The most dramatic change is the new display surround, black glass that goes right out to the edge of the upper case just like on an iPhone. The lower case also looks significantly cleaner now that the old gray plastic edging is gone. I never liked this edging on my MacBook Pro. It looks and feels like what it is: a compromise forced on Apple by the inherent difficulty of making bare metal edges meet cleanly.
Apple dealt with this problem on the new machines by relocating the case seams to the underside of the machine, where they’re less visible–and where they can serve a more useful purpose, that of simplifying access to the battery, hard disk, and RAM. I’m especially sensitive to the whole hard-disk thing on the old machines, having upgraded my hard disk twice in two years.
The new case is what Apple calls a “unibody” design, recalling the term used in the automotive industry to describe a car chassis made by welding together many sheet-steel pieces… but in fact, Apple’s new manufacturing is much more unitary than that. The lower chassis of all the new machines (as well as the original MacBook Air) is made by milling down a solid block of aluminum to the exact shape needed.
This approach makes for an exceptionally strong, stiff chassis. Milling (also known as stock removal) is more expensive than some other methods, but it provides almost unlimited design freedom. It’s the same method we’d use if we were building low-volume, high-value custom notebooks; for Apple to be using it on high-volume system expresses a strong commitment to product quality. (The only method that would produce an even stronger chassis is net-shape forging, in which the metal is formed under high pressure to the exact shape required… but that approach would also be more expensive, and it imposes significant design constraints.)
We also really like the new trackpad. It’s huge, and it supports more multi-finger gestures than a New York cabbie. My MacBook Pro uses two-finger dragging to scroll within the window under the cursor, and really, I think this was one of the greatest improvements in general usability in years. More gesture recognition should be even better. With any luck, Apple will support both one- and two-finger clicking for left- and right-clicking…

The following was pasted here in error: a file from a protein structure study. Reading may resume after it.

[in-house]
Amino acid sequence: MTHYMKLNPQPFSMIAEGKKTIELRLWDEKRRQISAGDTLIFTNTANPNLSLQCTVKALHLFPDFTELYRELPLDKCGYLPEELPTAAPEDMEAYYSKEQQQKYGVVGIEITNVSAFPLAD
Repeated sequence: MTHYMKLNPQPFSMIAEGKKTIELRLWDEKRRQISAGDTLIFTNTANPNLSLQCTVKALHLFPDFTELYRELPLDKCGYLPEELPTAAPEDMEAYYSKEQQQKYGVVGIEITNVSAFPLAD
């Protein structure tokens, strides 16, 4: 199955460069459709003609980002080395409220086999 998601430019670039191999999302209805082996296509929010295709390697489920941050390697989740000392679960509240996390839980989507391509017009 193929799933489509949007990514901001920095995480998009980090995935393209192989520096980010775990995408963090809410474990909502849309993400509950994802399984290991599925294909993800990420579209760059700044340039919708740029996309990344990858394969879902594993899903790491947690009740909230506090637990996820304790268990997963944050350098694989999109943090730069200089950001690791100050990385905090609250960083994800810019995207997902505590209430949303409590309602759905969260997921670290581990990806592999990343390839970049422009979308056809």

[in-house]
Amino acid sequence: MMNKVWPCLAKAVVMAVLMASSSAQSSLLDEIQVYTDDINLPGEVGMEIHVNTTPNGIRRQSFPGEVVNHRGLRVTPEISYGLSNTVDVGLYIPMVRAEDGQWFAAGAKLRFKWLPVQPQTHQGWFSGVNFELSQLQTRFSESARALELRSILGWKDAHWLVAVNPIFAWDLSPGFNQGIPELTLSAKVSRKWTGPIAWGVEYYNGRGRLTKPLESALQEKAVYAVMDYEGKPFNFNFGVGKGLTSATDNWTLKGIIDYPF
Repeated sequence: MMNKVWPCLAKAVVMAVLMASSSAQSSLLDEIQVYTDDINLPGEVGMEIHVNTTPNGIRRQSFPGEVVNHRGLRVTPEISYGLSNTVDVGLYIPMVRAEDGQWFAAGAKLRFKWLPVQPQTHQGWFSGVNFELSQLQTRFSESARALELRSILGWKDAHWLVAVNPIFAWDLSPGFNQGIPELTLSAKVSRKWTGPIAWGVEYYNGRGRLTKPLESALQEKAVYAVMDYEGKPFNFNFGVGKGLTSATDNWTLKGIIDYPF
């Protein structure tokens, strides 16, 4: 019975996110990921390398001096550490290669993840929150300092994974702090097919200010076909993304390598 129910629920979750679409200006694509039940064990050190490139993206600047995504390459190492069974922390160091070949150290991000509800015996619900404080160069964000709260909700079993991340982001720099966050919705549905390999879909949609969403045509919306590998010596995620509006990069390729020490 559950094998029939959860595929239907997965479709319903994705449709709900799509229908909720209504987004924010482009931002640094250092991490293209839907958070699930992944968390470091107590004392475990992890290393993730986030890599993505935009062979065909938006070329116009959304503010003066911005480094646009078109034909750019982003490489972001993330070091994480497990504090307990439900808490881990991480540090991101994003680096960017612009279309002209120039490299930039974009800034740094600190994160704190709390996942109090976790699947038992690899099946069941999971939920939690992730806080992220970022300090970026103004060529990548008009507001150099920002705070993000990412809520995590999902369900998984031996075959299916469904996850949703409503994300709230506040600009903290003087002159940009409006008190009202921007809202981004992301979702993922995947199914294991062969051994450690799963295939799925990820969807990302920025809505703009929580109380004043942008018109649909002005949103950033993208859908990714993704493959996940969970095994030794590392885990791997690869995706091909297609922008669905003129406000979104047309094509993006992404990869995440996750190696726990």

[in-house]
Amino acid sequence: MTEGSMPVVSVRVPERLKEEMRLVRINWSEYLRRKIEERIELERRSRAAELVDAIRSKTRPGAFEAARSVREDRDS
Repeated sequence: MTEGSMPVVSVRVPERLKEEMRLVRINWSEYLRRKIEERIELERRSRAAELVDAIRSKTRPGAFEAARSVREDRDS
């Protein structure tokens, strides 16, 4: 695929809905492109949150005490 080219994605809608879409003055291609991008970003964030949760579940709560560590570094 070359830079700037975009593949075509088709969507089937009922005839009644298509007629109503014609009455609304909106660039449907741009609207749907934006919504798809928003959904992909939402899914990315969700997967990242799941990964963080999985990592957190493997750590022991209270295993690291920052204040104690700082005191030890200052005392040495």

Apple’s decision to use NVIDIA chipsets is especially significant on the MacBook models, because the Intel chipsets usually used in midrange systems have really weak graphics. Mac OS X and many Mac applications rely on good 3D acceleration. NVIDIA has it, Intel doesn’t. On the MacBook Pro models, Apple would have included a good discrete graphics chip no matter who made the chipset, but the fact that both come from NVIDIA made it easier for Apple to support switching between integrated and discrete graphics depending on whether the user needs battery life or 3D performance at the moment.
There are some things we’re not so sure about on these new systems. We generally prefer a matte-finish display, but there’s no longer any alternative to a glossy, glassy screen. Apple says reflections are less of a problem with a high-brightness LCD such as these machines are equipped with, but I’d have to live with one for a while to believe that.
I’m also not sure if the crisp new aluminum edge around the keyboard and palm rests is entirely a good thing. It doesn’t look any sharper than the edge on the plastic around my own machine, but the plastic has a glass-smooth and, more importantly, low-friction surface. This is another thing I’ll have to try for a while before I can make up my mind.
Is this really the right time to shift all of Apple’s portables to the new DisplayPort standard? Apple’s new 24″ Cinema Display with DisplayPort and a built-in MagSafe power supply is a very cool product, but most of the displays in the world use analog RGB (over a VGA cable) or DVI.
Apple used to throw in a free DVI-to-VGA adapter, but the new MacBooks require extra-cost adapters– three different ones!– for the same functionality, and some of these dongles are active electronic devices. It looks like one of these even needs to draw additional power from a USB port!
The battery-level indicator is now built into the side of the machine itself, rather than being part of the battery. This puts the indicator where it’s easier to see when a battery is installed, which is good… but I wonder if there’s another indicator on the battery itself, since it’s even more important to know the condition of a battery when it isn’t installed.
A few things that aren’t quite so awesome:
There’s no new 17″ model, just a lightly updated version of the old 17″ model. (If you really must have a matte-finish LCD screen on a MacBook Pro, that’s the only way to get it.) I expect this is just a temporary situation.
There’s no Blu-ray optical drive. At the post-announcement Q&A, Apple CEO Steve Jobs explained that Blu-ray licensing “is just a bag of hurt” today, so the company is holding back until that gets straightened out.
The maximum RAM is still only 4GB. With OS support for considerably more, I was hoping Apple would remove that particular limit in this generation of notebooks. Personally, given my tendency to keep a dozen applications open plus, sometimes, Parallels Desktop running Windows Vista– and the low cost of DRAM today– I’d be happier with as much as 16GB of RAM.
Apple doesn’t yet offer 500GB hard disks as a build-to-order option. With two companies making these drives, Apple’s a little behind the times on this one.
There’s no eSATA or FireWire 3200. The MacBook Pros still have FireWire 800, which is plenty good enough for any single-disk or dual-disk RAID boxes, but it’s old technology now.